• Be prepared to explain any assumptions that you made to help you come to the conclusions you have (we’ll review this shortly). 
  • Be prepared to prove the cost of any equipment, machinery, or services you will be purchasing or utilizing in your startup costs, especially if you are asking for loan funds to pay for it, so keep all your receipts, invoices, and quotes.

Now let’s consider the years we need to forecast and how we do that. 

Unless you are basing your figures on existing sales/expenses or using figures supplied by a similar business, be aware that for the cash-flow forecast sheets you will need to provide your “best guess” or ballpark in terms of the income you will be generating. ​

This is expected and understood by financial institutions. However, you must be able to support your guesses with real research into similar businesses, logical assumptions, and demonstrable knowledge of your industry – so wild guesses are not acceptable here. 

We’ve already talked in previous workshops about the importance of researching your industry to provide as much accuracy to your business idea as possible. This concept continues when coming up with the figures on your Cashflow sheets. From deciding how much to charge for your services, to estimating the pricetag on that new desk, it’s important to be as accurate as possible.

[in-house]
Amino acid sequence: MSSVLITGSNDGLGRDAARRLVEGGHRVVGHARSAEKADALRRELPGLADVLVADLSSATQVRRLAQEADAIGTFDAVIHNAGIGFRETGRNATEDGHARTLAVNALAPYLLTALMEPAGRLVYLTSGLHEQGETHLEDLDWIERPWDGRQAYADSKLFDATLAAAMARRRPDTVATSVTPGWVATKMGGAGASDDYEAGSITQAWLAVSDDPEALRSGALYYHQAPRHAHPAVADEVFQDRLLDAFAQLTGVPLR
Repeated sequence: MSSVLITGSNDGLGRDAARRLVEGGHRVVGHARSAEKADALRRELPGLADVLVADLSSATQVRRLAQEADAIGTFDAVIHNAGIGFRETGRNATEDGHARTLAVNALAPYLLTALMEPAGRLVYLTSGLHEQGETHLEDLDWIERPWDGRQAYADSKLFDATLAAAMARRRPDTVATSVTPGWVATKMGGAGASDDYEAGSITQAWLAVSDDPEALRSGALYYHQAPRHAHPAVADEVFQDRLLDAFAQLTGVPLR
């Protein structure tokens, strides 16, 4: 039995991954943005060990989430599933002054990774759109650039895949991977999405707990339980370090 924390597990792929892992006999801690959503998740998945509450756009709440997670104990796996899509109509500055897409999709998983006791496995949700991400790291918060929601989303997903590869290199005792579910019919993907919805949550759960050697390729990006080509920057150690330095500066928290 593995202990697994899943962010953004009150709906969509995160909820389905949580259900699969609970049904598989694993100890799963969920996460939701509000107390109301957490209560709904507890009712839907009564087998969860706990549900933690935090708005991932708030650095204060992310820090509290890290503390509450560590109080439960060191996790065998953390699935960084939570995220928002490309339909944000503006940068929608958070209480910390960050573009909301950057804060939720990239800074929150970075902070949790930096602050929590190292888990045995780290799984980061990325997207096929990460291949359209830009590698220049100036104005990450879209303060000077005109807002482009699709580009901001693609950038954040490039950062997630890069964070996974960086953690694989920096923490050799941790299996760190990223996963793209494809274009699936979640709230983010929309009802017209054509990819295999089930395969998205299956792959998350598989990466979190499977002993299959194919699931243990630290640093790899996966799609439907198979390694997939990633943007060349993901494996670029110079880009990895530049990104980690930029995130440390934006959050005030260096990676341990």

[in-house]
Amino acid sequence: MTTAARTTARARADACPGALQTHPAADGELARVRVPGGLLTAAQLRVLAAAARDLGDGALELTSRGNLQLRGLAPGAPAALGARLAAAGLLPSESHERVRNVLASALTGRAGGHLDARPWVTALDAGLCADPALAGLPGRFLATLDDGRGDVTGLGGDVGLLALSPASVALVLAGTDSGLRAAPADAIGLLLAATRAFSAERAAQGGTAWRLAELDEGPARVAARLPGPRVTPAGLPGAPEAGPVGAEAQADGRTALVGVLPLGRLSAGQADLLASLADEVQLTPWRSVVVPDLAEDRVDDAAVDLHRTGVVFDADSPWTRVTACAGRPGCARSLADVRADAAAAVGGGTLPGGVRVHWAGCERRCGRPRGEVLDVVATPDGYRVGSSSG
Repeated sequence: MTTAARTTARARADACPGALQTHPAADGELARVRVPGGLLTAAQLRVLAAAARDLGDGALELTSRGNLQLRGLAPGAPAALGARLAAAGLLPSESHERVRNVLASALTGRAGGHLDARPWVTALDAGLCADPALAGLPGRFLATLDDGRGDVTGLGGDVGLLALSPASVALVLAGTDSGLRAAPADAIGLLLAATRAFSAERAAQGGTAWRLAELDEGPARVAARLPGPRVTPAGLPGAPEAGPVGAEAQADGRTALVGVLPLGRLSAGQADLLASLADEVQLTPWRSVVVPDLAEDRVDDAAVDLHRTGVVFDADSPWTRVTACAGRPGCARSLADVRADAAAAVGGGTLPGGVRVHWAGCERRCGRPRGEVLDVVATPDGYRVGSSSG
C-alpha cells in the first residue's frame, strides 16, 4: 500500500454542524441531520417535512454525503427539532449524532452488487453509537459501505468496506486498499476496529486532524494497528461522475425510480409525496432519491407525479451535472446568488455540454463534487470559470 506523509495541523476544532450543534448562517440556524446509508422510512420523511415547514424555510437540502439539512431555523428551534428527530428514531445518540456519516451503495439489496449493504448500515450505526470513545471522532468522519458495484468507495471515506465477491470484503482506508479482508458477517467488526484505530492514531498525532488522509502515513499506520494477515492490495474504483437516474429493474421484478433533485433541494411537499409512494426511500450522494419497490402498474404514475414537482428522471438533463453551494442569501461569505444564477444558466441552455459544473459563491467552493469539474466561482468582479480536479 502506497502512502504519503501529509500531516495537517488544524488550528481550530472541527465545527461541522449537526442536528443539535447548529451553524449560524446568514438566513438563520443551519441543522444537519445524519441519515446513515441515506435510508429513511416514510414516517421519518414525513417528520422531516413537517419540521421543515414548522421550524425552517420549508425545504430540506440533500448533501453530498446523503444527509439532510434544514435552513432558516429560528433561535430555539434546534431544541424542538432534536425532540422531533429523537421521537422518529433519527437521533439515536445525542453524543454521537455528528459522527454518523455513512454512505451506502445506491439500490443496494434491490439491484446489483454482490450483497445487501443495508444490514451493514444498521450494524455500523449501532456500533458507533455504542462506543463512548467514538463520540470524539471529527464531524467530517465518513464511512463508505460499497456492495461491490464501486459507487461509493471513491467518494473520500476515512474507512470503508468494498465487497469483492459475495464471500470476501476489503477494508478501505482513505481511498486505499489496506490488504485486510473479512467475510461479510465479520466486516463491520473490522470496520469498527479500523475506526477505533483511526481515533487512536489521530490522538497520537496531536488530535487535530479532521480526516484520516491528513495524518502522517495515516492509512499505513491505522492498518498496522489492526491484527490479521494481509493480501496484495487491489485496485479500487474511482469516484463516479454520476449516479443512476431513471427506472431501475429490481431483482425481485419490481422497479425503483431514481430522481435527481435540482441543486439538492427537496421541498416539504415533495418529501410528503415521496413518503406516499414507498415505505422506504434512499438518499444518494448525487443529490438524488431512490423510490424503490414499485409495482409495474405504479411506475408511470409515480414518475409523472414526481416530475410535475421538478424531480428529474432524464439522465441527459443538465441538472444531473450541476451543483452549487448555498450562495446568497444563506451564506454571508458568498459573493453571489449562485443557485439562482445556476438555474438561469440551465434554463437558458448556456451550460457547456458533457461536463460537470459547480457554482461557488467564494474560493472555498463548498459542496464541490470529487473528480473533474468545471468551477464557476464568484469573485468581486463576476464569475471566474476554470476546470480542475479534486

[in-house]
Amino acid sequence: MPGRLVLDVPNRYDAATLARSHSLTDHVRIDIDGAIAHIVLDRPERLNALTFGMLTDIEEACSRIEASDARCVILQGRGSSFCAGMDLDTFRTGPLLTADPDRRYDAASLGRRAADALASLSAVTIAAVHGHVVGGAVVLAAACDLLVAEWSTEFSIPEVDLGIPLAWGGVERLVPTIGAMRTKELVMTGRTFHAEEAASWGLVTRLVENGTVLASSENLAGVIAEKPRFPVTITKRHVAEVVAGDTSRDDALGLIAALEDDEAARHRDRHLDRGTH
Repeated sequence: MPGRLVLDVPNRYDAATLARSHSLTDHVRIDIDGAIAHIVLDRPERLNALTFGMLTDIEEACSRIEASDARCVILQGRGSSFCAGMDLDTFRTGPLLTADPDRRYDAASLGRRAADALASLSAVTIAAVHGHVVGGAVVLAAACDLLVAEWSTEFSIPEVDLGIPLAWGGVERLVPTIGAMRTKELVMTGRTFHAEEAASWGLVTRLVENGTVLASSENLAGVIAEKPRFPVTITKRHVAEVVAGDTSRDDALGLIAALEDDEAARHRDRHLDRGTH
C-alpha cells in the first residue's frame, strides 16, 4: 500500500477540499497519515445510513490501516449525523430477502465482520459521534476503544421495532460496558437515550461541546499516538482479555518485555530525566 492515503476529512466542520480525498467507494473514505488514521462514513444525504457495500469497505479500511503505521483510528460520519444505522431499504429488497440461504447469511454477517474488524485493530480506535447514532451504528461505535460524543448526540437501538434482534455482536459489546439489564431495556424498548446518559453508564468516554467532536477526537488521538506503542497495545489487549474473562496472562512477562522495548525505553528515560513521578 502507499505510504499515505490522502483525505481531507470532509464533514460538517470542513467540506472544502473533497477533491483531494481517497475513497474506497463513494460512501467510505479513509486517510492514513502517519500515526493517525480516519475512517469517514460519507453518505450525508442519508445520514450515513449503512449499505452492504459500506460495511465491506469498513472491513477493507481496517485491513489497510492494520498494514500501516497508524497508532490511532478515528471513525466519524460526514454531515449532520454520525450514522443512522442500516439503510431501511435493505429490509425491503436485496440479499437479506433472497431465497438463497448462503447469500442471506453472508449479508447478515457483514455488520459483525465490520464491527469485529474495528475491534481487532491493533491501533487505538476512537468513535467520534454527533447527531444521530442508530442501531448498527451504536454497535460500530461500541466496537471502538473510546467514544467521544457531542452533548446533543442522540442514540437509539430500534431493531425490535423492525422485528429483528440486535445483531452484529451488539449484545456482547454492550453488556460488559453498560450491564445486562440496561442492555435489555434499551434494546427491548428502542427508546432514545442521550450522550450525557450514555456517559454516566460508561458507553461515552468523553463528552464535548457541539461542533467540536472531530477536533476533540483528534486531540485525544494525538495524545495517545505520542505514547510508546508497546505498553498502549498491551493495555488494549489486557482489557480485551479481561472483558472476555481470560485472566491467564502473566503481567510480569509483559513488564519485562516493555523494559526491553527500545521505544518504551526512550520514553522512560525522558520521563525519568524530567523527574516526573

Where accuracy is in doubt, you can make (and explain) an Assumption you need to make as part of this process. We’ll talk more about making Assumptions in a moment. 

For now, let’s focus on a couple of elements that make our Cashflows more useful both for our own planning, and for submission to a financial institution if you are looking for funding. 

Let’s start by looking at how many cashflows we should prepare. 

Preparing individual cash flow forecasts for the next 3 years makes a lot of sense. It’s unlikely that you will end your business after the first year (most people are just getting into the swing of things at that point), and looking further than 3 years ahead, for a start up, is likely to be a waste of time as new businesses tend to quickly evolve over the first few years. 

3 years is a comfortable place to be. We can look at our first year with a fair degree of accuracy and then build on that depending on the business goals with set ourselves previously. We also should expect to see ourselves making money after 3 years of business – something that isn’t always possible in the first year when you are trying to establish yourself. 

When looking ahead, think about what will change from year to year. 


  • An increase in sales as word expands about your business and your marketing takes hold.
  • Expansions into additional locations, new product lines, additional services. 
  • Taking on additional staff or adding new equipment, or upgrading what you have. 
  • Maybe you will start paying yourself more – or finish paying off that short term loan you took out to get you started.